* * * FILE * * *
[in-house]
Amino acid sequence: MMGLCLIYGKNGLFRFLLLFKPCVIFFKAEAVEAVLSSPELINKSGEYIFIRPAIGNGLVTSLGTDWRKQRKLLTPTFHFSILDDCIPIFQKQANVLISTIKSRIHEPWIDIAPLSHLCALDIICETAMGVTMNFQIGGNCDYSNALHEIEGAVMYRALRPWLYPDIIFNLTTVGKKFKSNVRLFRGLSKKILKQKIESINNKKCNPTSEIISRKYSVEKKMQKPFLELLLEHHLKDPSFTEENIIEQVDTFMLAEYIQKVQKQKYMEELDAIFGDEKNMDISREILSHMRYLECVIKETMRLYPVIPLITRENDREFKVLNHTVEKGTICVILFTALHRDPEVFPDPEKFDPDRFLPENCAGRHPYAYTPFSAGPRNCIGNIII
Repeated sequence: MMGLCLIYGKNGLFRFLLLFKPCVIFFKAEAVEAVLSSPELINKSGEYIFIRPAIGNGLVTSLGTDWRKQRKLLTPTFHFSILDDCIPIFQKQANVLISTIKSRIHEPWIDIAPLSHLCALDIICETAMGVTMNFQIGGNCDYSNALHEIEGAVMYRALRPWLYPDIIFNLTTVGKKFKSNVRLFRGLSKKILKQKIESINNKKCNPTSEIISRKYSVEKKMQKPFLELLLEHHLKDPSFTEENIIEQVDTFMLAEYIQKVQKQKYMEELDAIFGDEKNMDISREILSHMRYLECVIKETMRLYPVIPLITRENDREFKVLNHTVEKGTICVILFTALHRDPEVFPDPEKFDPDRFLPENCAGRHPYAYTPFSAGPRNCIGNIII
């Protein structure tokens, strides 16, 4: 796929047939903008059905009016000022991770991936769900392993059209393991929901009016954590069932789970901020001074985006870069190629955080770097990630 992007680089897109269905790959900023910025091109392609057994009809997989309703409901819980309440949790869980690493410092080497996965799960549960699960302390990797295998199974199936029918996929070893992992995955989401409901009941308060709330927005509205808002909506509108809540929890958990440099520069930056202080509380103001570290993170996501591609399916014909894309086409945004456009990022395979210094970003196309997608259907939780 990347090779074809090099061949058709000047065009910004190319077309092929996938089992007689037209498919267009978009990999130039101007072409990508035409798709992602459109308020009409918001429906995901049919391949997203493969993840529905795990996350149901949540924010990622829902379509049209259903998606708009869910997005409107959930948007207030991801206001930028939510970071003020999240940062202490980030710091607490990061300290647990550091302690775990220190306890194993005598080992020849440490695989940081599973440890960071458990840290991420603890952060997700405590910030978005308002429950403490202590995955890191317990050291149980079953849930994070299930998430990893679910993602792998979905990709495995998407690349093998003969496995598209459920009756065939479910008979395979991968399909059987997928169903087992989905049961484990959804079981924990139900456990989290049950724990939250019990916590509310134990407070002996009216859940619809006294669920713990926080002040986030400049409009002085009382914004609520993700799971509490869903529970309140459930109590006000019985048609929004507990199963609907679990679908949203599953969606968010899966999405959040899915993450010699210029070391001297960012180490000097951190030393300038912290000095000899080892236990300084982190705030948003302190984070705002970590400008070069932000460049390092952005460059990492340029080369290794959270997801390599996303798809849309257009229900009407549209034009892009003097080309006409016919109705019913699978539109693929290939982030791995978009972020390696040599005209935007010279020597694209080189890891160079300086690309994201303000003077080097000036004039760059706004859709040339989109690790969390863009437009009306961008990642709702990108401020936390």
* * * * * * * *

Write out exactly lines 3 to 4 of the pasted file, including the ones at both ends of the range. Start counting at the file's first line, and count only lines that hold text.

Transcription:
Repeated sequence: MMGLCLIYGKNGLFRFLLLFKPCVIFFKAEAVEAVLSSPELINKSGEYIFIRPAIGNGLVTSLGTDWRKQRKLLTPTFHFSILDDCIPIFQKQANVLISTIKSRIHEPWIDIAPLSHLCALDIICETAMGVTMNFQIGGNCDYSNALHEIEGAVMYRALRPWLYPDIIFNLTTVGKKFKSNVRLFRGLSKKILKQKIESINNKKCNPTSEIISRKYSVEKKMQKPFLELLLEHHLKDPSFTEENIIEQVDTFMLAEYIQKVQKQKYMEELDAIFGDEKNMDISREILSHMRYLECVIKETMRLYPVIPLITRENDREFKVLNHTVEKGTICVILFTALHRDPEVFPDPEKFDPDRFLPENCAGRHPYAYTPFSAGPRNCIGNIII
């Protein structure tokens, strides 16, 4: 796929047939903008059905009016000022991770991936769900392993059209393991929901009016954590069932789970901020001074985006870069190629955080770097990630 992007680089897109269905790959900023910025091109392609057994009809997989309703409901819980309440949790869980690493410092080497996965799960549960699960302390990797295998199974199936029918996929070893992992995955989401409901009941308060709330927005509205808002909506509108809540929890958990440099520069930056202080509380103001570290993170996501591609399916014909894309086409945004456009990022395979210094970003196309997608259907939780 990347090779074809090099061949058709000047065009910004190319077309092929996938089992007689037209498919267009978009990999130039101007072409990508035409798709992602459109308020009409918001429906995901049919391949997203493969993840529905795990996350149901949540924010990622829902379509049209259903998606708009869910997005409107959930948007207030991801206001930028939510970071003020999240940062202490980030710091607490990061300290647990550091302690775990220190306890194993005598080992020849440490695989940081599973440890960071458990840290991420603890952060997700405590910030978005308002429950403490202590995955890191317990050291149980079953849930994070299930998430990893679910993602792998979905990709495995998407690349093998003969496995598209459920009756065939479910008979395979991968399909059987997928169903087992989905049961484990959804079981924990139900456990989290049950724990939250019990916590509310134990407070002996009216859940619809006294669920713990926080002040986030400049409009002085009382914004609520993700799971509490869903529970309140459930109590006000019985048609929004507990199963609907679990679908949203599953969606968010899966999405959040899915993450010699210029070391001297960012180490000097951190030393300038912290000095000899080892236990300084982190705030948003302190984070705002970590400008070069932000460049390092952005460059990492340029080369290794959270997801390599996303798809849309257009229900009407549209034009892009003097080309006409016919109705019913699978539109693929290939982030791995978009972020390696040599005209935007010279020597694209080189890891160079300086690309994201303000003077080097000036004039760059706004859709040339989109690790969390863009437009009306961008990642709702990108401020936390």